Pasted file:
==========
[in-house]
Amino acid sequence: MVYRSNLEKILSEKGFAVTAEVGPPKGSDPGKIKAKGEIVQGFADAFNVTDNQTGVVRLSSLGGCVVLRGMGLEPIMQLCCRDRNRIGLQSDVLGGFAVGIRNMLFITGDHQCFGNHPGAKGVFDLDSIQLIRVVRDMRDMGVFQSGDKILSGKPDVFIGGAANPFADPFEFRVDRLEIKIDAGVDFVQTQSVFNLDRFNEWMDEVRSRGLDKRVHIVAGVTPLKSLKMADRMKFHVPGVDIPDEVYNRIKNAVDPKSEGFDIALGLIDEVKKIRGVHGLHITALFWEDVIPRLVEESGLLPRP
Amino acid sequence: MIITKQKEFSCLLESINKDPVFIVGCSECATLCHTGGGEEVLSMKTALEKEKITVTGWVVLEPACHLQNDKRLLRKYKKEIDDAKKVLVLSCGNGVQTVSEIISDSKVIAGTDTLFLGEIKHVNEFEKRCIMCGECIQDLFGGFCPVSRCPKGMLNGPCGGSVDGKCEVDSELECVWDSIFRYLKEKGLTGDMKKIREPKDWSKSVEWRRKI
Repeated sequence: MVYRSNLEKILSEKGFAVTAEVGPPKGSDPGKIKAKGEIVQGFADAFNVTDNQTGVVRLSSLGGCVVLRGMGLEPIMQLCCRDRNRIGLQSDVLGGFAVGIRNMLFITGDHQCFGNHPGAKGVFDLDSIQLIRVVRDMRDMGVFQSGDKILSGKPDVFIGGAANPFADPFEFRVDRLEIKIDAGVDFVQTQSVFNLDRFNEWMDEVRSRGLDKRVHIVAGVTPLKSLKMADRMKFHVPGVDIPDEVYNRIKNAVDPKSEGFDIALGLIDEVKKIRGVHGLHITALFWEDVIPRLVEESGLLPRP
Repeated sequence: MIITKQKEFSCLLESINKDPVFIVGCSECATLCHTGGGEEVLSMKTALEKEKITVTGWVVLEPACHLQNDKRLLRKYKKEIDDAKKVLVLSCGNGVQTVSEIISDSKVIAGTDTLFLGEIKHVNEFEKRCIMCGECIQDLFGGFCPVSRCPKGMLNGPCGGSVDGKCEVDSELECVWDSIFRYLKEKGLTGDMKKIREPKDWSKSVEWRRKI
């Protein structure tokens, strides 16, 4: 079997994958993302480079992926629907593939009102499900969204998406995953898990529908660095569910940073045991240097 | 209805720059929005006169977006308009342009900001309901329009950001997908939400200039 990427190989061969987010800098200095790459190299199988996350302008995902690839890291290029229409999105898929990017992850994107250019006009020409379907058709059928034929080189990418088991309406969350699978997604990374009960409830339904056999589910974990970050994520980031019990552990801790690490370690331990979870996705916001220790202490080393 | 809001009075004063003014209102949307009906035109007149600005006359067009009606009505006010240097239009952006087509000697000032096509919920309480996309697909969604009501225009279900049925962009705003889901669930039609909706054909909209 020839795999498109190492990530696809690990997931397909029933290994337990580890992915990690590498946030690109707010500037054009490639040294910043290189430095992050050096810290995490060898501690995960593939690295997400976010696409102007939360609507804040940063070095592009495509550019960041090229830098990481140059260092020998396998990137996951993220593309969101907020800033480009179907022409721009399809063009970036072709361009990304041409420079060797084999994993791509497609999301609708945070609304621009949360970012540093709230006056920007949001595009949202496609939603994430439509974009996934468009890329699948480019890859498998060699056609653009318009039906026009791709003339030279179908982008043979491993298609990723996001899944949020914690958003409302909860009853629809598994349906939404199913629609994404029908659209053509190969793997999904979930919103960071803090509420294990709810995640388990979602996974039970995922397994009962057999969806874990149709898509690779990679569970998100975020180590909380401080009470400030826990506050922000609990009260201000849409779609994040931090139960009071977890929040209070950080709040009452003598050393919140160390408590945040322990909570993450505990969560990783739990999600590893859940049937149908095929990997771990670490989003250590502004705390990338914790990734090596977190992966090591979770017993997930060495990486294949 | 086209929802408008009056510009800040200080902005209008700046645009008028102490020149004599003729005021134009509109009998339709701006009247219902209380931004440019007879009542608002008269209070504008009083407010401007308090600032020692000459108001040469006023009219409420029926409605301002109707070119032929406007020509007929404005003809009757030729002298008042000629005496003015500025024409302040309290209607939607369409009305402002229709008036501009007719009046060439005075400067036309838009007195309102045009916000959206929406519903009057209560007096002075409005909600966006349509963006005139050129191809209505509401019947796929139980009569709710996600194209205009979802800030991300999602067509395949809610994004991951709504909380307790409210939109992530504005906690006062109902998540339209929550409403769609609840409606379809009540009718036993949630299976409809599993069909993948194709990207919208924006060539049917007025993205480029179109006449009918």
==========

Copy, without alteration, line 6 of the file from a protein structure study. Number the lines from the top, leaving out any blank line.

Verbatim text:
């Protein structure tokens, strides 16, 4: 079997994958993302480079992926629907593939009102499900969204998406995953898990529908660095569910940073045991240097 | 209805720059929005006169977006308009342009900001309901329009950001997908939400200039 990427190989061969987010800098200095790459190299199988996350302008995902690839890291290029229409999105898929990017992850994107250019006009020409379907058709059928034929080189990418088991309406969350699978997604990374009960409830339904056999589910974990970050994520980031019990552990801790690490370690331990979870996705916001220790202490080393 | 809001009075004063003014209102949307009906035109007149600005006359067009009606009505006010240097239009952006087509000697000032096509919920309480996309697909969604009501225009279900049925962009705003889901669930039609909706054909909209 020839795999498109190492990530696809690990997931397909029933290994337990580890992915990690590498946030690109707010500037054009490639040294910043290189430095992050050096810290995490060898501690995960593939690295997400976010696409102007939360609507804040940063070095592009495509550019960041090229830098990481140059260092020998396998990137996951993220593309969101907020800033480009179907022409721009399809063009970036072709361009990304041409420079060797084999994993791509497609999301609708945070609304621009949360970012540093709230006056920007949001595009949202496609939603994430439509974009996934468009890329699948480019890859498998060699056609653009318009039906026009791709003339030279179908982008043979491993298609990723996001899944949020914690958003409302909860009853629809598994349906939404199913629609994404029908659209053509190969793997999904979930919103960071803090509420294990709810995640388990979602996974039970995922397994009962057999969806874990149709898509690779990679569970998100975020180590909380401080009470400030826990506050922000609990009260201000849409779609994040931090139960009071977890929040209070950080709040009452003598050393919140160390408590945040322990909570993450505990969560990783739990999600590893859940049937149908095929990997771990670490989003250590502004705390990338914790990734090596977190992966090591979770017993997930060495990486294949 | 086209929802408008009056510009800040200080902005209008700046645009008028102490020149004599003729005021134009509109009998339709701006009247219902209380931004440019007879009542608002008269209070504008009083407010401007308090600032020692000459108001040469006023009219409420029926409605301002109707070119032929406007020509007929404005003809009757030729002298008042000629005496003015500025024409302040309290209607939607369409009305402002229709008036501009007719009046060439005075400067036309838009007195309102045009916000959206929406519903009057209560007096002075409005909600966006349509963006005139050129191809209505509401019947796929139980009569709710996600194209205009979802800030991300999602067509395949809610994004991951709504909380307790409210939109992530504005906690006062109902998540339209929550409403769609609840409606379809009540009718036993949630299976409809599993069909993948194709990207919208924006060539049917007025993205480029179109006449009918």